January 25, 2010
Wind Turbine Systems in China report ( http://www.bharatbook.com/detail.asp?id=129889&rt=Wind-Turbine-Systems-in-China.html ) evaluates that the demand for wind turbine systems in China is forecast to rise 5.3 percent annually through 2013 to ¥62.3 billion. Increases will be driven by a variety of factors, primary among them government policies that encourage the use of renewable and nonpolluting electric power sources such as wind. Such policies include favorable pricing of wind power generated from wind farms, tax incentives and subsidies. Although somewhat modest by China standards, growth through 2013 is impressive, considering the high base from which it comes. Demand for wind turbine systems exploded from less than ¥1 billion in 2003 to more than ¥48 billion in 2008. This torrid growth was in large part a result of investment decisions made by state-owned enterprises motivated more by political incentives to meet renewable energy targets than by profit motives.
Utility-scale applications to remain dominant
Utility-scale electric power generation applications will continue to account for virtually all demand in 2013, reflecting government incentives to encourage utilities to use renewable energy to generate electricity, as well as manufacturer efforts to develop larger and more efficient turbine systems geared toward utility-scale energy production. The national government has established a renewable energy target of 15 percent of total energy generated in 2020, up from 9 percent in 2008. Despite the dominance of the utility-scale segment, China is one of the largest distributed wind turbine markets in the world. Distributed wind turbine systems are usually installed in remote areas (e.g., islands, high mountains and border regions) to generate power away from the electrical grid. Distributed models are also used for street lighting, traffic monitoring, communication and certain industrial applications.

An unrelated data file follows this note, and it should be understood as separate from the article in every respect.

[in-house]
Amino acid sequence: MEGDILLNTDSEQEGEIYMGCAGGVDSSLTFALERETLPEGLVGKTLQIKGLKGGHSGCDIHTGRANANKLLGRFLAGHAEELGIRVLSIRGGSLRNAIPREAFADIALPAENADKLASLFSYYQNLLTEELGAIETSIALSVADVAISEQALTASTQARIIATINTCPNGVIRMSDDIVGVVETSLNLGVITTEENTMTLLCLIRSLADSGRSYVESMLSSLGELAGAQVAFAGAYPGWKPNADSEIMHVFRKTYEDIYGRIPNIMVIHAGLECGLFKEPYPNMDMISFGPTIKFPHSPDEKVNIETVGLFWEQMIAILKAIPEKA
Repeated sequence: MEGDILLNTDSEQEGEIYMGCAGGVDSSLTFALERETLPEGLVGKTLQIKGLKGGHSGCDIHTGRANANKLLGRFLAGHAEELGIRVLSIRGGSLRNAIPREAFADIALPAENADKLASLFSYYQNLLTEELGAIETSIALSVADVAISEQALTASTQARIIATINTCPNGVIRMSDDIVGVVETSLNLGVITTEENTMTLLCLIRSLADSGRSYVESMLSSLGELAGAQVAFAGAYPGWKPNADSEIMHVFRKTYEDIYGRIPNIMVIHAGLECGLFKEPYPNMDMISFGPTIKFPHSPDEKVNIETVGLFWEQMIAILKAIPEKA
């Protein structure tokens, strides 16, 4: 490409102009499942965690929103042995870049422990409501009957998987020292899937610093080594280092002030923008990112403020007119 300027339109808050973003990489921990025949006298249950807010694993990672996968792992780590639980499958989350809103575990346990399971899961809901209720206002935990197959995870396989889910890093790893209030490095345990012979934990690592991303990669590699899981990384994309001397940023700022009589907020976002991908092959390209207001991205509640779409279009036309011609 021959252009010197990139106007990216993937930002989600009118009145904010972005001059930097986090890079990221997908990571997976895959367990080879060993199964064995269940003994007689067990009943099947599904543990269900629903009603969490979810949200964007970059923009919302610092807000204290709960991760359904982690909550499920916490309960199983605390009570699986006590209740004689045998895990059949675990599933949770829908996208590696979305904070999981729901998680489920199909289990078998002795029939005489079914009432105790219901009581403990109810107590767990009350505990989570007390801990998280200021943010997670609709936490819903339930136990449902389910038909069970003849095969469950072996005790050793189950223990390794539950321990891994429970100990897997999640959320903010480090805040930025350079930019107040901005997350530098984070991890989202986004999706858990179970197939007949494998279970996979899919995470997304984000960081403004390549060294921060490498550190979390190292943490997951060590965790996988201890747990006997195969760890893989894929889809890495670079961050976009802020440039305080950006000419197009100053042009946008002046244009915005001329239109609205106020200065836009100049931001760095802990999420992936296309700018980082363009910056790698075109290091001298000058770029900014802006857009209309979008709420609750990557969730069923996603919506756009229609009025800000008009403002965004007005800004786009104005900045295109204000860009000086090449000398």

Smaller regional markets to post above-average gains
The Central-North is the largest regional market for wind turbine systems in China, accounting for 47 percent of total national demand in 2008. Aided by the strong and well established markets in Hebei and Inner Mongolia, the region also has the largest share of installed wind turbine energy capacity, with 41 percent of the national total in 2008. The Northeast is the second largest regional market at 26 percent of demand, with the balance of China accounting for only 27 percent. Sales in the Central-North most directly benefit from the availability of large tracts of land where winds are strong and steady. Demand in the smaller regional markets of the Central- East, Central-South and Northwest will post above-average gains, driven by generous government incentives and growing interest in developing wind farms.
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